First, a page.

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Paul Banaszkiewicz Paul Banaszkiewicz Section Editor
Terence Terence Savaridas Segment Author

Bone mass relates to the composition of cells, minerals and architecture of a given volume of bone. 

Bone mass defines the material properties of bone. This influences the load to failure of bone and therefore is a factor in assessing fracture risk. 

Bone mass is frequently assessed using radiological parameters

Peak bone mass is estimated to occur between the ages of 16 to 25 years.  This is influenced by multiple factors:

i.                Genetic – racial variations, rickets, hypophosphatasia.

ii.              Gender – greater in males.

iii.             Nutritional status – malnutrition, malabsorption.

iv.             Endocrinopathy – PTH overproduction (MEN, pituitary adenoma).

v.              Iatrogenic – anticonvulsant medication (phenytoin)

vi.            Load bearing – bone modeling occurs in response to load. In the absence of load bearing e.g. paresis peak bone mass attained will be diminished.

Age and bone mass (Figure 1)

Once peak bone mass is obtained, in the 3rd decade, there is a complex interaction between bone deposition and bone resorption in order to maintain an adequate bone mass.

In spite of this it is estimated that the average adult sustains an average bone loss of 0.3% - 0.5% per year.

In females, following menopause the estimated rate of annual bone loss is tenfold greater at approximately 3% per year.

This, in addition to the lower peak bone mass attained in females contributes to the greater fracture risk seen in post-menopausal women.

On a cellular level the regulation of bone mass is mainly dependent on the function of osteoclasts and osteoblasts.

-        Osteoclast: Essential for bone resorption.

-        Osteoblast: Bone forming cell.

The function of these two cell types are coupled to each other.


Figure 1. Age and bone mass

Mechanism of Action

1.      Osteoclast

-        Attracted to areas of ‘micro-damage’ where its ruffled border attaches to create a sealed cavity.

·       Via an energy dependant process carbonic acid and matrix degrading enzymes are secreted in to this sealed cavity causing bone resorption.

-        Following bone resorption by osteoclast, osteoblast lay down osteoid that subsequently forms new bone.

·       Osteoclast are stimulated by RANKL which is produced both by osteoblast and osteocytes.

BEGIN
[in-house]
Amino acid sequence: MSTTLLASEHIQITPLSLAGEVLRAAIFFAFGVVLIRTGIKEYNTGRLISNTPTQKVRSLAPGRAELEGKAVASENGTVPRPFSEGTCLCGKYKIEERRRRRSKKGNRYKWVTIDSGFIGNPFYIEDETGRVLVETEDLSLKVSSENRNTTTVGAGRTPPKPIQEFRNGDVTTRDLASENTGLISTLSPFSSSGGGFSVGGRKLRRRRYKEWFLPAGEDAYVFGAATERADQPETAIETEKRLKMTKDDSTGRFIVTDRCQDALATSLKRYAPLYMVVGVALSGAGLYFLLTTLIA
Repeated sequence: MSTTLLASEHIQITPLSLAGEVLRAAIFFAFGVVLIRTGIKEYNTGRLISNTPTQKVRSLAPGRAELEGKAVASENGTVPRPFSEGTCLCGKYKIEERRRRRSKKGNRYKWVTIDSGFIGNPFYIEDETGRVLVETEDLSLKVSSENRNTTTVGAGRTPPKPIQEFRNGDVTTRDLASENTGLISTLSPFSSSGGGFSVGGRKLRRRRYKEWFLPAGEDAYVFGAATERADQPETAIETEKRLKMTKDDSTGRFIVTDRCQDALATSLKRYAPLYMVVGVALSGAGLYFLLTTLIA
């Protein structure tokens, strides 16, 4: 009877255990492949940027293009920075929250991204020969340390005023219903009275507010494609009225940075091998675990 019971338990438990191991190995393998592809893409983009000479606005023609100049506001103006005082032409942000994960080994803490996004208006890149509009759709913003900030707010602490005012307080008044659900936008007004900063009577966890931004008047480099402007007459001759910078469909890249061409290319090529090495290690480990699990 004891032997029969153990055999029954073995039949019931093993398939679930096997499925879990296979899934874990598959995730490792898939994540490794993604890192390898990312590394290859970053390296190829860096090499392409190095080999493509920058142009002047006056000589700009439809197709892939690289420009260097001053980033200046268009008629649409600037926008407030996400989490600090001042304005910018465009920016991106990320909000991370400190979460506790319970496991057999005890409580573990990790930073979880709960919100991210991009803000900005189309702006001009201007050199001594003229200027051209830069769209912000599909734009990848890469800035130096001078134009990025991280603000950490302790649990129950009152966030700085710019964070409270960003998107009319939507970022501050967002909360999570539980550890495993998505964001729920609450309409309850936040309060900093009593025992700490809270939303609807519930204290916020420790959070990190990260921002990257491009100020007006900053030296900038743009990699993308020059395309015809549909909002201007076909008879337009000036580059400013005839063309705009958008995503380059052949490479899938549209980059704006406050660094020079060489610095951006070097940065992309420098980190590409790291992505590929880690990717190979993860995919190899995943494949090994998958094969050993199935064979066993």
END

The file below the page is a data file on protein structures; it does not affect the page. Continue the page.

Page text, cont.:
2.      Osteoblast

-        Osteoblast activity is influenced by osteocytes.

3.      Osteocytes

·       The most abundant cell type in bone. They form an interconnected network in mineralised bone.

·       They respond to mechanical changes applied to bone and are often referred to as the ‘mechanostat’.

o    Respond to mechanical change on bone. 

-        Secretes

·       Sclerostin that has an inhibitory effect on bone formation by blocking osteoblast function. When bone is loaded, there is a decrease in sclerostin secretion and this results in increased bone formation by osteoblast via the Wnt pathway. 

·       RANKL secretion, in contrast, is increased when bone is unloaded. This stimulates osteoclastic mediated bone resorption.


Figure 2. Diagram demonstrating  the effect of antiresorptive and osteoanabolic drugs on bone.

1.      Clinical Practice

2.      Research

1. Clinical Practice

 a) DEXA (Dual-Energy X-ray absorptiometry) Bone Scan

-  This remains the gold standard evaluation of bone mass in clinical practice.

- The energy of an X-ray beam that is passed through bone is absorbed and the remainder is detected on the other side of the body. In bone of greater density, more energy is absorbed.

- In DEXA scanning, X-ray beams of two different energies are used. This allows calibration to subtract the energy that is absorbed by fat and soft tissues, hence providing a truer estimate of bone density.

- DEXA values for bone mass are quoted as g/cm2 or more frequently converted to values that relate to the average peak bone mass (T-score) or the average for a given patients’ age (Z-Score).

  • T-Score: Bone density measurement in relation to the peak bone mass of healthy young adult of similar gender.
  • Z-Score: Bone density measurement in relation to the average bone mass of an adult of similar age and gender.

- Measurements are frequently taken of the:

  • Lumbar spine: L3, L4
  • Proximal femur

-  The WHO (World Health Organisation) guideline for interpretation of DEXA results is based on T-score measurements;

  • Normal: Score not more that 1 standard deviation (SD) below the average young adult value.
  • Osteopenia: Score between 1 and 2.5 SD below that of the adult average.
  • Osteoporosis: Score of <2.5SD below the average value for a young adult.
  • Severe osteopososis: Score of <2.5SD  and with a history of fracture.


Figure 3. In bone mineral density (BMD) scanning, the energy of x ray beams that are passed through bones is absorbed, and what is not absorbed is detected on the other side of the body. The more dense the bones (from greater mineral content), the more energy is absorbed, and the less energy detected.